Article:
The home appliance industry was characterized by strong government regulations which represented the political forces at work in this industry. The government regulations forced home appliance manufacturers to tailor the production process to the concerns of environmental preservation. At the same time the government required energy-efficient products. Therefore, this put considerable pressure on the profitability of the industry. What exacerbated the situation was that there were widely diverging international standards in terms of environment management requirements. In Western Europe, certification from international standards was prerequisite to doing business. Differences in standards eroded the cost advantage. As a result, the companies had to spend extensively in research and development activities in order to meet the requirements of governmental regulations.
Economic forces in the industry were represented by the process of consolidation. The industry was considerably fragmented in the beginning. However the high inflation and high interest rates during the 1970s squeezed profits to such an extent that the only way to save costs for the existing players was to adopt strategies of mergers and acquisitions. This process of consolidation not only led to cost savings but also facilitated international trade because the merged companies could pool their resource to a greater extent to manage logistics more efficiently. As a result, the process of consolidation enabled the companies to offer services more efficiently and effectively. However economies in Western Europe and North America were maturing. Therefore the companies had to globalize their operations in order to expand to Asian and North American markets in order to take advantage of high economic growth rates.
In terms of sociological forces, the companies had to attend to issues of demographics in order to maximize their sales. In this respect the market was mostly driven by baby boomers and generation X. Therefore existing players in the industry were tuning their messages to both segments of the market. However since the size of the segment represented by baby boomers was bigger and since this segment also demanded up-scale products, companies which were targeting this segment were performing better. The segment represented by generation X was the next biggest contributor as the source of demand. This new segment placed greater importance on new and unique products. The companies had to respond accordingly. However quality and features were becoming critical success factors and the increasing number of two-income families was driving this shift.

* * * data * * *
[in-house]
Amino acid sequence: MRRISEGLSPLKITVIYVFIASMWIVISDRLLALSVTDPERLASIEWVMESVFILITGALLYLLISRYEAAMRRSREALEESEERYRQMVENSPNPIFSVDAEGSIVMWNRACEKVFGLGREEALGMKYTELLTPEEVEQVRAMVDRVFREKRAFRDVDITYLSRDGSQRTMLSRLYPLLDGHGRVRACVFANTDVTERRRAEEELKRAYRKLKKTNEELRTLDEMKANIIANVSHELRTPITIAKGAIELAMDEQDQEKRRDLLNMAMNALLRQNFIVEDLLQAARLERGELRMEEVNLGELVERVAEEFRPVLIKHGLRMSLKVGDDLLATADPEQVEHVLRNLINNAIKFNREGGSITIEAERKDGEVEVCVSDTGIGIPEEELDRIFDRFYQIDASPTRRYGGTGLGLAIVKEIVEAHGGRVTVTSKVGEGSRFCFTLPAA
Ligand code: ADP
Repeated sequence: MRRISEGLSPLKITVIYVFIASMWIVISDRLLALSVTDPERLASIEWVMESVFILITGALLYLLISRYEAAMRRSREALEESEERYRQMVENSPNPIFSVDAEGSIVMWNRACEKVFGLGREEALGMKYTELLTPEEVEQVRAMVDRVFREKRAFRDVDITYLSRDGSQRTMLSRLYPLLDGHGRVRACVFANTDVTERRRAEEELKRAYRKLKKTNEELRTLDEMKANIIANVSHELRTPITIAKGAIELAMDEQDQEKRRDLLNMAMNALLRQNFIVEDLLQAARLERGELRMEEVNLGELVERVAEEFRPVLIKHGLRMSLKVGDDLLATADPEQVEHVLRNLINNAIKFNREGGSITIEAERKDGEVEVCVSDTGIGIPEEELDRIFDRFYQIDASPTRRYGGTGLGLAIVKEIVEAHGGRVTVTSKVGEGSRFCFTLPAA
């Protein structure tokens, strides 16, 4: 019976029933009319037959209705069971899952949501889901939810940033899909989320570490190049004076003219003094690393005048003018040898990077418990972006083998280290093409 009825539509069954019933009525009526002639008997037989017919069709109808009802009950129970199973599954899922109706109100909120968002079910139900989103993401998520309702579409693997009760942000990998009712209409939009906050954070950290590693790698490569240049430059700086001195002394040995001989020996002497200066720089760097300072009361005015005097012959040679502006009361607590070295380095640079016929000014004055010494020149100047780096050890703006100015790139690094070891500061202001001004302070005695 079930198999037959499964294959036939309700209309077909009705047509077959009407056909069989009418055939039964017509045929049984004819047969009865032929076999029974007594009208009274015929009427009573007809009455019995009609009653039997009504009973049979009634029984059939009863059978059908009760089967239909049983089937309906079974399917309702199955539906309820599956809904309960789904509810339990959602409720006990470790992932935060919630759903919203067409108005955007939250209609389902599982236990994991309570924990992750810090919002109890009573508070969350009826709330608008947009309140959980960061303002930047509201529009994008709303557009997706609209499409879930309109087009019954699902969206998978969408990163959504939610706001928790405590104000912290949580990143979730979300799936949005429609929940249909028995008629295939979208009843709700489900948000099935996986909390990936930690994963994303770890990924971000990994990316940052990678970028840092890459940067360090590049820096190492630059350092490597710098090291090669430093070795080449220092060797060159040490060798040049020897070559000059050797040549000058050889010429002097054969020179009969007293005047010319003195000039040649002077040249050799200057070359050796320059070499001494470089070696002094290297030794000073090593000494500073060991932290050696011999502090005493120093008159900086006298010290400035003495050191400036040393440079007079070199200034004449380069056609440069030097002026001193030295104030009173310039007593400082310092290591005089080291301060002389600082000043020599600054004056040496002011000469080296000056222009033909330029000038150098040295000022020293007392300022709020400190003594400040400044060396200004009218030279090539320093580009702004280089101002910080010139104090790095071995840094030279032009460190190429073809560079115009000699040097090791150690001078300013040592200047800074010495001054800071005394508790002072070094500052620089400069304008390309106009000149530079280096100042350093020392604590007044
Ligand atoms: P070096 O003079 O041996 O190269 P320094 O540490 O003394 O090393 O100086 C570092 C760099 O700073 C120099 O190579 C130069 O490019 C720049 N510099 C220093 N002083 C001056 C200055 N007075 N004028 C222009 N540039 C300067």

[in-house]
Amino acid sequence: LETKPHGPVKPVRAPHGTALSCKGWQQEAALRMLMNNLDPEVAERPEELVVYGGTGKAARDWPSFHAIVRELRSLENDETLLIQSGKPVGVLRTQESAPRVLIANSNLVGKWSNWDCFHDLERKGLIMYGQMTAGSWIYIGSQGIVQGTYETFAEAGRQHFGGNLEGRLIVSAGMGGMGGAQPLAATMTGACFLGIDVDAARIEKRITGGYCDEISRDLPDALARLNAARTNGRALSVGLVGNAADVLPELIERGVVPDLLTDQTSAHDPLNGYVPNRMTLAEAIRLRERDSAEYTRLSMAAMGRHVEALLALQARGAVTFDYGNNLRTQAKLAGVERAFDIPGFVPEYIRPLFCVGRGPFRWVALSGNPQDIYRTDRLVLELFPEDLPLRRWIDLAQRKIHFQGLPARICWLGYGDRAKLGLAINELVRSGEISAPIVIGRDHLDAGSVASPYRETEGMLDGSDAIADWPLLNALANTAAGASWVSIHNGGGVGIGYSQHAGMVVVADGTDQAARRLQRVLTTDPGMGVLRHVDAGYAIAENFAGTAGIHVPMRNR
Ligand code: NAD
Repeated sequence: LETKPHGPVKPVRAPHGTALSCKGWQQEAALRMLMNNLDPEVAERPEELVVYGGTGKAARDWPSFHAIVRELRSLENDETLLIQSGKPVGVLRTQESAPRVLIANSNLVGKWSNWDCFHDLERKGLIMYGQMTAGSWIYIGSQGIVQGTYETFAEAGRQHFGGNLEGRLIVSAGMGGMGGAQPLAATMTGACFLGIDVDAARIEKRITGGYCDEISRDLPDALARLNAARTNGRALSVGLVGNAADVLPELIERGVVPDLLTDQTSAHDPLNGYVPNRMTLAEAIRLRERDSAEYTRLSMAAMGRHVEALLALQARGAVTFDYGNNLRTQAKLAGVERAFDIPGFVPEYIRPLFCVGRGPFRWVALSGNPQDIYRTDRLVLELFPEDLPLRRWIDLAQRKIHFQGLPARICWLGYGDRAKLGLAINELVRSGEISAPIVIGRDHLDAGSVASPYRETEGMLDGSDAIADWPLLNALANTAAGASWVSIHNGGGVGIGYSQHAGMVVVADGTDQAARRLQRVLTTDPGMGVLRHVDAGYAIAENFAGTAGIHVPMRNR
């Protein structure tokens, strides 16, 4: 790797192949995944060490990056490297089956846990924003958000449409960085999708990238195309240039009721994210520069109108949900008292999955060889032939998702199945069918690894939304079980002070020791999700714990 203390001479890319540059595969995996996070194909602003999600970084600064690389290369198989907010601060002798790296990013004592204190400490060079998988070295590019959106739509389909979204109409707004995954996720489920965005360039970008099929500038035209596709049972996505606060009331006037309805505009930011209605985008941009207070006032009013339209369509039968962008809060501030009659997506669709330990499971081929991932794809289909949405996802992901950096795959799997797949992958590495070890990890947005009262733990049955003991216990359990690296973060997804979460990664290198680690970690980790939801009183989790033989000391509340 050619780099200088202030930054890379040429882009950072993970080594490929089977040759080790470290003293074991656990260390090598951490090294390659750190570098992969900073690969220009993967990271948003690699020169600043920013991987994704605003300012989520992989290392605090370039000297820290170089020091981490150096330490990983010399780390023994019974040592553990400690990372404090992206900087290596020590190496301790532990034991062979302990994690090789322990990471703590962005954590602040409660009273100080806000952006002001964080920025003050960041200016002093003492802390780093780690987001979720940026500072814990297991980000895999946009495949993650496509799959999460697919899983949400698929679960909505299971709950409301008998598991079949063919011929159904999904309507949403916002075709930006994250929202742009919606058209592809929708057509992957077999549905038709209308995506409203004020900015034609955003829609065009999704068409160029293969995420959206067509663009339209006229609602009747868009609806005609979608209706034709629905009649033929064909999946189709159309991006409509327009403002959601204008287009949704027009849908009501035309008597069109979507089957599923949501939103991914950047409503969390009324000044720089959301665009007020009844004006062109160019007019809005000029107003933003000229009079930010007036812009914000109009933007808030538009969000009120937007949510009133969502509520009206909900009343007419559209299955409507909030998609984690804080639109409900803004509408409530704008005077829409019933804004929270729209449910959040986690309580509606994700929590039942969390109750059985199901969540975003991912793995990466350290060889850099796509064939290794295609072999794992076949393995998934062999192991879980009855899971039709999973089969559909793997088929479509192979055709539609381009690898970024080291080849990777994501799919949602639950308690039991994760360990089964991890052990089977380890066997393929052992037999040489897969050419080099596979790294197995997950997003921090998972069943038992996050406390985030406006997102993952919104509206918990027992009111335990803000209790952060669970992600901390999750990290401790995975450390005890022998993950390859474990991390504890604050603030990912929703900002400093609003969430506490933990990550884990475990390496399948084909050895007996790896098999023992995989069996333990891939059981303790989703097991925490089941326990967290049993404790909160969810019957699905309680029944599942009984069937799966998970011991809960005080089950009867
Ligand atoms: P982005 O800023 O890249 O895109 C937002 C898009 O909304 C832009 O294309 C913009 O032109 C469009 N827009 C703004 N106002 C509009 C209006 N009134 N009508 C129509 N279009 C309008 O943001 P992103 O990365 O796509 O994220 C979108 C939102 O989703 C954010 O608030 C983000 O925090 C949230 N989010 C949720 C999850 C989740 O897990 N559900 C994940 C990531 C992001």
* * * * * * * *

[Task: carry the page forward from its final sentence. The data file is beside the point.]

Technologically, the companies were moving towards greater integration with suppliers in order to enhance the quality of their services. The technological sophistication enabled the companies to expand themselves internationally. Technological sophistication was also necessary to deal with environmental regulations. Therefore technological factors could be grouped into four categories: 1) new products and services 2) process improvements 3) development of more customer-oriented features 4) development of new technologies and designs.
According to Porter’s five forces, the threat of new entrants in a particular industry is determined by the scale of entry and exit barriers. In respect of the home appliance industry, the threat was low because the industry was an oligopoly as it was dominated by four major players: Whirlpool, General Electric, Maytag and A. B. Electrolux. Therefore new entrants would not be able to compete given the size of their resources. The industry was also resource intensive in terms of close involvement on the part of the government.
The availability of substitute products was high because the existing players in the industry were competing in the same product categories. The result was brand proliferation. The availability was enhanced additionally by the entry of international brands. The companies were also implementing e-commerce business models in order to make the shopping experience more affordable. As a result, global reach became facilitated and this made the threat of substitute products high.
The threat of competitive rivalry primarily came from the four companies mentioned before. However there were also global competitors like Bosch-Siemens and Haier and niche companies like Sub-Zero and Viking Range who enhanced the threat of competitive rivalry. The level of competition was also intensified because the markets in the western economies were maturing. However this threat was lessened to some extent as a result of global diversification. Still geographical diversification was held back by the lack of common standards and therefore the existing markets were experiencing enhanced threat of competitive rivalry.
The bargaining power of customers was high because they purchased in large volumes. The biggest market segment in this respect was the segment of large builders. They were extremely cost-conscious and tended to purchase only low-end products. Therefore companies such as General Electric, Whirlpool and Frigidaire had to keep their prices in check in order to continue to cater to this market segment which contributed the largest volume of sales in the industry. National chain stores and mass merchandisers such Sears Roebuck also had considerable bargaining power as they had access to nearly two out every five sales in the industry.
The bargaining power of suppliers was limited. This was because manufacturing emphasis in the industry was shifting from quality and reliability to speed and agility. As a result, the manufacturers were building closer relations with the suppliers and this meant each supplier was dedicated to one manufacturer and therefore did not have much bargaining power. The manufacturers were also putting pressure on the suppliers to adopt cost-saving techniques.
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